Jak at Heinrich Boell in 2017 during a fund raiser organized by Kofi Osei
By Margaretta wa Gacheru (posted 29 October 2018)
Jak Katarikawe (1938-2018) was, until October 19th, a living legend who inspired younger artists for both his talent and apparent financial success. He was among the first East Africans whose artworks could sell for hundreds of thousands of shillings a painting. He is also one of the first East Africans whose artworks were exhibited abroad, in Europe and the USA.
Jak’s legendary status was confirmed the same day he died, when news spread like wildfire on social media that Jak had passed on. He’d been found alone and unconscious by a cousin who’d come to his Forest Road flat to cook for him as Jak’s wife Florence was back in Uganda. Friends had tried to get him to accompany her home as he’d built a house for the family in Kabale, in Western Uganda. Yet he refused.
'I love you baby' by Jak at the Nairobi Gallery
He died while on route to the Hospital.
In his prime, Jak was known as an ‘African [Marc] Chagall’, named after the 20th century modern artist who, like Jak, created colorful, whimsical paintings that invariably had an enchanting narrative to back up his imagery. In Jak’s case, they were stories that were often about love triangles that he used to explain with a merry twinkle in his eye.
Jak never had a chance to go to school since his polygamous father had retired by the time he was born and he was the last born of the old man’s youngest wife. But Jak had natural talent. Plus his mother was artistic. Jak once recalled how she used to paint lovely designs in ash all around her mud and wattle hut as a means of attracting the old man to come for supper at her home. Jak also recalled how he was inspired by the stained glass windows of the nearby church. He said they’d taught him the value of translucent colors and the storytelling power of art.
Jak’s big break came when he became a driver for a Makerere University professor who found his sketches stashed in the boot of his car. Professor David Cook could see that Jak had talent. Cook then arranged for him to be mentored by Professor Sam Ntiru, who at the time was head of Makerere’s Art Department.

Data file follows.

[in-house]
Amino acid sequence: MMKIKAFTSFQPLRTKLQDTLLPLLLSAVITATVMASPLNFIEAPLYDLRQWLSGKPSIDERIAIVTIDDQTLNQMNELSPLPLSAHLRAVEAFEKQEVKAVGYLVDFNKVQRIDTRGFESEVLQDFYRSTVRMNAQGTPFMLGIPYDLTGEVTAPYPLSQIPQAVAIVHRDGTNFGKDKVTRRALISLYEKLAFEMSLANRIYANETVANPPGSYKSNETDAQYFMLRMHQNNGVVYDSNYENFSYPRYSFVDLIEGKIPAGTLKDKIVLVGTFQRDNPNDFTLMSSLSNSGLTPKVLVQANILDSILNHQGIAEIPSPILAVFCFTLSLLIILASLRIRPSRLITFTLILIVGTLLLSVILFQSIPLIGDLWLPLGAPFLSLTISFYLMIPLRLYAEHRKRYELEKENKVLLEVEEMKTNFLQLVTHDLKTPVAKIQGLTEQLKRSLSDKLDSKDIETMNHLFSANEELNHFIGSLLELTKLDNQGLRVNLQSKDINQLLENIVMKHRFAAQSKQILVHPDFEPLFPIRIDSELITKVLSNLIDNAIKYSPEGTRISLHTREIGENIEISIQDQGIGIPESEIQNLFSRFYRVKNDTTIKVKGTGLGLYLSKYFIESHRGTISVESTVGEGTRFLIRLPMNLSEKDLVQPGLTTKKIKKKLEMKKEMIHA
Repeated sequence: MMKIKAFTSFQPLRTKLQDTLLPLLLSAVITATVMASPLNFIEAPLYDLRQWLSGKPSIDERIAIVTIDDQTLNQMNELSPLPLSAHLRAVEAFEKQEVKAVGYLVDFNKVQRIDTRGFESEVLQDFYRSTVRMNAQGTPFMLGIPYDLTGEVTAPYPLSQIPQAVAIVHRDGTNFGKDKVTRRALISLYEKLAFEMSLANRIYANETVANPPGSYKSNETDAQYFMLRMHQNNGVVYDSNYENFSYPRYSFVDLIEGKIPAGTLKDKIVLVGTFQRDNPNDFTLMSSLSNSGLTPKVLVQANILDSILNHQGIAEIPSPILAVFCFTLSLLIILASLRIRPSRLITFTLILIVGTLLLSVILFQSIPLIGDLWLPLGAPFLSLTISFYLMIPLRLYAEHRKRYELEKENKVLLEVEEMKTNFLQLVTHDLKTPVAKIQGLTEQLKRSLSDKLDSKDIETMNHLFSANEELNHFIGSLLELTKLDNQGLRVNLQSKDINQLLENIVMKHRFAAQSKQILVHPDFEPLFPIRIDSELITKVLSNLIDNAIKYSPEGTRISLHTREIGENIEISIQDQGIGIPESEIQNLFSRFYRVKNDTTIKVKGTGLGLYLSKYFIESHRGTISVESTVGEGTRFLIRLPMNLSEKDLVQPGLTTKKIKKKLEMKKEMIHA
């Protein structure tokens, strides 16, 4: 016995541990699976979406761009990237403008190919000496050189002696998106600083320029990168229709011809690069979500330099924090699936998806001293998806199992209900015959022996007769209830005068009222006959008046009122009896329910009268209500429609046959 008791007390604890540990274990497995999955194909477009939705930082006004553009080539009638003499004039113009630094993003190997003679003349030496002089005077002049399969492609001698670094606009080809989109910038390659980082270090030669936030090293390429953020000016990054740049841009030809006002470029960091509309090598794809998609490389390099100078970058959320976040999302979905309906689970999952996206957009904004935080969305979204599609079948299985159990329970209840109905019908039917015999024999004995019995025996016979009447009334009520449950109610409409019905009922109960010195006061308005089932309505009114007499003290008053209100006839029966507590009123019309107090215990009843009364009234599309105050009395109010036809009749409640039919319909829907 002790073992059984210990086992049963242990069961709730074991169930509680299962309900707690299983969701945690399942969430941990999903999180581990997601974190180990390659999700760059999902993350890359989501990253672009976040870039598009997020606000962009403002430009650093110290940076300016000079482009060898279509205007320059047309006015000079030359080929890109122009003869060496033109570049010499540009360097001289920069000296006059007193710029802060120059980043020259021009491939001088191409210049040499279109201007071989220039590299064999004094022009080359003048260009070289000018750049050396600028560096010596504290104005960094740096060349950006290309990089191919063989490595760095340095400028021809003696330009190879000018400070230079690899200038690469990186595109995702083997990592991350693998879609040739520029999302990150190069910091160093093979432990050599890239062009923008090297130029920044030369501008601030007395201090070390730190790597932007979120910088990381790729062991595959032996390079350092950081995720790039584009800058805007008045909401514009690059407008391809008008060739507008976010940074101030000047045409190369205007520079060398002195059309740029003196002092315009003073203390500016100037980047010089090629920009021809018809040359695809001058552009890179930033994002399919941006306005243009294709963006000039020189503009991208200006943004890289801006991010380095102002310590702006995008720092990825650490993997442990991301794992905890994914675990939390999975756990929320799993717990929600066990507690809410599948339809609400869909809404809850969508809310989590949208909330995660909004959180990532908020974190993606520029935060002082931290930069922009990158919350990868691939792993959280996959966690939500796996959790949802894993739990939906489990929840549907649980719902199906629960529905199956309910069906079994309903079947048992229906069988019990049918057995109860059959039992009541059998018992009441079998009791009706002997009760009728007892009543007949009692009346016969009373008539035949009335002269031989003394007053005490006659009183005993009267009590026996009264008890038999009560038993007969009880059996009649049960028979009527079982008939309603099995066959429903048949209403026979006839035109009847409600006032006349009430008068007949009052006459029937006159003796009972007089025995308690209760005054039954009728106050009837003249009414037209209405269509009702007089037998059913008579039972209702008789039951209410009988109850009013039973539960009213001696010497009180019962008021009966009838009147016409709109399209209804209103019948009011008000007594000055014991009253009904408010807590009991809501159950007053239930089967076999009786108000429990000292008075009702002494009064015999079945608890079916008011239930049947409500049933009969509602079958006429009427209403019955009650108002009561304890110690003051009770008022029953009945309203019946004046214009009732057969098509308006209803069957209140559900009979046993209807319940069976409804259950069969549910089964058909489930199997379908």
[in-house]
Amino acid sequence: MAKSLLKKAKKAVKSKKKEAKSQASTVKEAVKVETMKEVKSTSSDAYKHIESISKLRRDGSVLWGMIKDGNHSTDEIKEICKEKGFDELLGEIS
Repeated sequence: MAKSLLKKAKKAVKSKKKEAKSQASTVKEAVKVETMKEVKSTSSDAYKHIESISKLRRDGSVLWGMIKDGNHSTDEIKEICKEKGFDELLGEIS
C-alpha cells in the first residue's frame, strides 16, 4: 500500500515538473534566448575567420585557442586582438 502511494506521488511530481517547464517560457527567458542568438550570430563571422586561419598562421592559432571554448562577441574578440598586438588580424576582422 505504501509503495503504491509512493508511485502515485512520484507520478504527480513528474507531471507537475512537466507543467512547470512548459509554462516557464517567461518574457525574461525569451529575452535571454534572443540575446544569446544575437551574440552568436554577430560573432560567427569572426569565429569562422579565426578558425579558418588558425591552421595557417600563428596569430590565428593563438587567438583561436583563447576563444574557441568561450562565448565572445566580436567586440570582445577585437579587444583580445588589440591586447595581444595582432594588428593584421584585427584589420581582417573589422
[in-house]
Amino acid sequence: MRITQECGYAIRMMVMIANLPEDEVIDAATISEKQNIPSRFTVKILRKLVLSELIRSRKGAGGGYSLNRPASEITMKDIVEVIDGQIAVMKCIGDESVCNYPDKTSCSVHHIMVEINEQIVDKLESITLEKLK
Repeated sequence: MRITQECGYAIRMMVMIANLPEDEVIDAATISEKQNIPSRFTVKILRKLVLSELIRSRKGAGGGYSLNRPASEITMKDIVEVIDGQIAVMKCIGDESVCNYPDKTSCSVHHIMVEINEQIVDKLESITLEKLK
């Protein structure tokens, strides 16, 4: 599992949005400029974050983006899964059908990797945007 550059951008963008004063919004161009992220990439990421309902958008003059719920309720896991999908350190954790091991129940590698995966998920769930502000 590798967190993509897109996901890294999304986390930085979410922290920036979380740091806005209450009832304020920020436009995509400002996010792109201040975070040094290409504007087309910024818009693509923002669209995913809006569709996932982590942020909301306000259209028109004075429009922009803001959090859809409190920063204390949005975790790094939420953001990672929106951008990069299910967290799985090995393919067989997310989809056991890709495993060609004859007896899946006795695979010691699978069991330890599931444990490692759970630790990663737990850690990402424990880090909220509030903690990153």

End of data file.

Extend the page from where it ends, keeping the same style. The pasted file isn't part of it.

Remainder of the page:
After spending some time at Makerere, Jak came to Kenya in the early 1970s and initially he worked with Elimo Njau at Paa ya Paa. Subsequently he exhibited at Alliance Francaise and at Gallery Watatu.
Jak at Gallery Watatu in 2006
Jak was already established when the late Ruth Schaffner bought Gallery Watatu in 1985 from Yony Waite, co-founder of Watatu. She quickly took Jak under her wing and soon became his mentor, mother-figure, accountant and bank. She took his art worldwide, but after she died in 1996, Jak never recovered. He went into mourning and never got over his grief.
Ruth’s death also had a profound effect on his painting. Jak could never reactivate his effortless style of visual storytelling. Despite being pestered for years by art collectors from all over the world who frequently came personally to buy his art, he could never regain his creative edge. He soon exhausted his supply of the paintings that expressed the ‘old Jak’. Nonetheless, any time one of his older paintings has gone up for auction, the prices have shot sky high. Many people believe Jak’s art will only accrue in value over time, as it did for other artists who died poor, such as Vincent Van Gogh, but now their paintings sell for millions.
Yony Waite made prints of this Jak original as a fund-raiser for Jak
Jak will primarily be remembered for the luminous artworks he created between the mid-70s and mid-90s. But to his friends, he’ll be remembered as the sweet-spirited gentleman whose skill in visual storytelling was sublime.
Jak was buried quietly at his Kabale home on October 28th, just a week after he passed. Tributes to him continue to pour in on social media. Plans are also underway to have a memorial service for Jak in the near future.